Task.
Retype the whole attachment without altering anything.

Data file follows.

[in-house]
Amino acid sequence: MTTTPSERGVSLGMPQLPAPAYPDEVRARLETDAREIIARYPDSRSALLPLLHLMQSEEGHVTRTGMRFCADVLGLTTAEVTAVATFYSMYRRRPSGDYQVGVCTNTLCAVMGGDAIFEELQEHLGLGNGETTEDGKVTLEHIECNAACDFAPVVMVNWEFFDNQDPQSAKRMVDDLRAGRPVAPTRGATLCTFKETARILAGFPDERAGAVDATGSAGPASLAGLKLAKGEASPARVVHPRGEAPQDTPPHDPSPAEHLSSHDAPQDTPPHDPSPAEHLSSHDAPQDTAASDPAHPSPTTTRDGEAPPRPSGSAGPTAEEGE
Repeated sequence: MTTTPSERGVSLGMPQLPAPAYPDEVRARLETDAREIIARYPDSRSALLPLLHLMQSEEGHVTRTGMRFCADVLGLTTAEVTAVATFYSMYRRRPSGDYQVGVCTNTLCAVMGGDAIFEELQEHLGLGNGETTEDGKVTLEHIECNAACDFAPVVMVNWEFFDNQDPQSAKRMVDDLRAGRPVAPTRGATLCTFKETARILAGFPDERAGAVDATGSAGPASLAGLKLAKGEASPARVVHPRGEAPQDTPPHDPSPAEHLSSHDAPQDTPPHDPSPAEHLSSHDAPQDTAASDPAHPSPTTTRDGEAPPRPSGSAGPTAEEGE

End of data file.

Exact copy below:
[in-house]
Amino acid sequence: MTTTPSERGVSLGMPQLPAPAYPDEVRARLETDAREIIARYPDSRSALLPLLHLMQSEEGHVTRTGMRFCADVLGLTTAEVTAVATFYSMYRRRPSGDYQVGVCTNTLCAVMGGDAIFEELQEHLGLGNGETTEDGKVTLEHIECNAACDFAPVVMVNWEFFDNQDPQSAKRMVDDLRAGRPVAPTRGATLCTFKETARILAGFPDERAGAVDATGSAGPASLAGLKLAKGEASPARVVHPRGEAPQDTPPHDPSPAEHLSSHDAPQDTPPHDPSPAEHLSSHDAPQDTAASDPAHPSPTTTRDGEAPPRPSGSAGPTAEEGE
Repeated sequence: MTTTPSERGVSLGMPQLPAPAYPDEVRARLETDAREIIARYPDSRSALLPLLHLMQSEEGHVTRTGMRFCADVLGLTTAEVTAVATFYSMYRRRPSGDYQVGVCTNTLCAVMGGDAIFEELQEHLGLGNGETTEDGKVTLEHIECNAACDFAPVVMVNWEFFDNQDPQSAKRMVDDLRAGRPVAPTRGATLCTFKETARILAGFPDERAGAVDATGSAGPASLAGLKLAKGEASPARVVHPRGEAPQDTPPHDPSPAEHLSSHDAPQDTPPHDPSPAEHLSSHDAPQDTAASDPAHPSPTTTRDGEAPPRPSGSAGPTAEEGE